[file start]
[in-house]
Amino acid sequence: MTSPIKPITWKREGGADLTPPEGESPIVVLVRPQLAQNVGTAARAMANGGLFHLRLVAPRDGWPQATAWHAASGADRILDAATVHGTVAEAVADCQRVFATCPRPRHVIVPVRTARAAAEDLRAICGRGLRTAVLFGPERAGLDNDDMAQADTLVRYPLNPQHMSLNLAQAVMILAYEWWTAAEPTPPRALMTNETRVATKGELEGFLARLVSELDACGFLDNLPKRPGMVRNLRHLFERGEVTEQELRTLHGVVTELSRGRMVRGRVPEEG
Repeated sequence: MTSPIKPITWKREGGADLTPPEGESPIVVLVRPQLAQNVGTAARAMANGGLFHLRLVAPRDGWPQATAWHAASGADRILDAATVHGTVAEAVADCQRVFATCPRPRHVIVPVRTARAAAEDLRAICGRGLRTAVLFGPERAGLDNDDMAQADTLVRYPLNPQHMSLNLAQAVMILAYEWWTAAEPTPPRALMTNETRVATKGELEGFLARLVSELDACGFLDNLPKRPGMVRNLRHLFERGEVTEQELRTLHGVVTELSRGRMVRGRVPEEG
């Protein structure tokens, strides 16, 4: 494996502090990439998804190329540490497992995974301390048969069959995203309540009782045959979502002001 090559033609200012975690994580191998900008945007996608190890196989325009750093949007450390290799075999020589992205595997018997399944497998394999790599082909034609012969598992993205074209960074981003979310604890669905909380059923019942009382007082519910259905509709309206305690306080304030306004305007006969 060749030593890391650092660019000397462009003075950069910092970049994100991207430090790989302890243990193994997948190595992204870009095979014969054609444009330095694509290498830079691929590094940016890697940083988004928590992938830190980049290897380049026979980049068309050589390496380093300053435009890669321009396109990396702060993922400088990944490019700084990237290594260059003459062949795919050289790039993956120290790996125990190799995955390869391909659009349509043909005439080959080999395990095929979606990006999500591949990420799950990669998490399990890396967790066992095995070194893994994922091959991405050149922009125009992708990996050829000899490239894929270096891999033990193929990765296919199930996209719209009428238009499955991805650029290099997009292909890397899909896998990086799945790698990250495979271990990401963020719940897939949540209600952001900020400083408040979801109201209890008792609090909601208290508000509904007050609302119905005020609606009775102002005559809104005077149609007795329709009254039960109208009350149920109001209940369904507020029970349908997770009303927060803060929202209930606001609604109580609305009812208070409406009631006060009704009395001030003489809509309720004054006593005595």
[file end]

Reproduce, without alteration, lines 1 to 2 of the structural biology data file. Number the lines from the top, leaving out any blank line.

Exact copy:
[in-house]
Amino acid sequence: MTSPIKPITWKREGGADLTPPEGESPIVVLVRPQLAQNVGTAARAMANGGLFHLRLVAPRDGWPQATAWHAASGADRILDAATVHGTVAEAVADCQRVFATCPRPRHVIVPVRTARAAAEDLRAICGRGLRTAVLFGPERAGLDNDDMAQADTLVRYPLNPQHMSLNLAQAVMILAYEWWTAAEPTPPRALMTNETRVATKGELEGFLARLVSELDACGFLDNLPKRPGMVRNLRHLFERGEVTEQELRTLHGVVTELSRGRMVRGRVPEEG